Book market tries to turn a new page
Updated: 2012-02-17 08:37
By Zhang Yuchen (China Daily)
One major hurdle, added Boos, is the lack of highly trained translators and foreign-language editors in China.
Translators for books about Chinese business, law and literature are usually native speakers with a good background in education and linguistics, such as American sinologist Howald Goldblatt, who worked on best-seller Wolf Totem, and Cambridge professor Julia Lovell.
"There is never a simply literary equivalent in a different language," said Lusby, whose company released Wolf Totem in 2008. She explained that to translate a Chinese book for the English-speaking market takes an "amazing understanding" of both languages and cultures.
The shortage of talent is an issue the GAPP has been trying to address for a while. Since 2008, the authority has been working with Penguin China to run translation-training programs, coaching 20 students each time - half of them Chinese, the other half native English speakers.
However, supply is still far short of demand, not least because the low wages usually offered for translating literature mean many talents shun the work for better paying jobs.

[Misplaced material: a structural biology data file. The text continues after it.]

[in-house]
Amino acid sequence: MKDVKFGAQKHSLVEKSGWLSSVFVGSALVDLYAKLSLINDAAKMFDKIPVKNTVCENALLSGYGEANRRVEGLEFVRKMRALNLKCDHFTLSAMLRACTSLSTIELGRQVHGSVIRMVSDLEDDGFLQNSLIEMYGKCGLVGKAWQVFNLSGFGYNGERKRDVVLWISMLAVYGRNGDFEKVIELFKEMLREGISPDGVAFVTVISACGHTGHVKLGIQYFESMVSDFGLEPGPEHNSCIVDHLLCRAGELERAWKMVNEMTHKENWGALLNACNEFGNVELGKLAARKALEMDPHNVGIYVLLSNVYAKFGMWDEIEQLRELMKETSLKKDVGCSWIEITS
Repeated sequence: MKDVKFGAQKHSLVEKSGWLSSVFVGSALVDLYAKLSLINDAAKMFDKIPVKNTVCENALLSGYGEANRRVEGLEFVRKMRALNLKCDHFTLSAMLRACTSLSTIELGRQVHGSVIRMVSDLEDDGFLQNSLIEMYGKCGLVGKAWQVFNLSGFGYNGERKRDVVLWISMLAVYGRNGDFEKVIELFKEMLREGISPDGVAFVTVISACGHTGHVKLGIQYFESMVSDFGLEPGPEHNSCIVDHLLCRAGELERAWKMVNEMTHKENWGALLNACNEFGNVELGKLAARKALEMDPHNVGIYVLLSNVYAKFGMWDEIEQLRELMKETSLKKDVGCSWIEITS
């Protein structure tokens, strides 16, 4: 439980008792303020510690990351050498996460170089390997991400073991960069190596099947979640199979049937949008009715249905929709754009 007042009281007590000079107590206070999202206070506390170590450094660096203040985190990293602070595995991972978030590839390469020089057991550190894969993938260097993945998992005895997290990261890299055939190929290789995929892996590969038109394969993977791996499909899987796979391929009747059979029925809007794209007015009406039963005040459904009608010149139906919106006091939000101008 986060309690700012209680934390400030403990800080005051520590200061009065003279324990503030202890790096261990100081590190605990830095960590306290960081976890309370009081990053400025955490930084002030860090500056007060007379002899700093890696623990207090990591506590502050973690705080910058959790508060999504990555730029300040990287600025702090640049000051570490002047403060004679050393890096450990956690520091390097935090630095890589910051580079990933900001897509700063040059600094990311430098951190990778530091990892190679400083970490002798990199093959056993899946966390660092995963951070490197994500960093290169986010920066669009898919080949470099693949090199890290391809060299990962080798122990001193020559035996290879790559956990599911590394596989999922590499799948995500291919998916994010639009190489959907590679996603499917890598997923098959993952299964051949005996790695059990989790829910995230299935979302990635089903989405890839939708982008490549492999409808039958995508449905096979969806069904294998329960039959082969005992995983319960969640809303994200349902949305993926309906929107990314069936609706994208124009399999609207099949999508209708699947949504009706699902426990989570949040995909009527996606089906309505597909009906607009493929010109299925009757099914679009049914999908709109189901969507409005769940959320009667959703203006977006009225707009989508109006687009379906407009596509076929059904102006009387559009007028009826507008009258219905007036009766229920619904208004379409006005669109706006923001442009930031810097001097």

Joshua Dyer, who studied Mandarin in Taiwan in 2002, has been translating video games and other entertainment products in Beijing for the last three years. He complained that there are not even translated works about popular Chinese culture.
"I want to read a book (in English) that can give me a specific insight, either into the culture or other things. I find I can't read any that offer real firsthand accounts," said the US native, who added that the four or five translated works he had read recently were by English-speaking authors.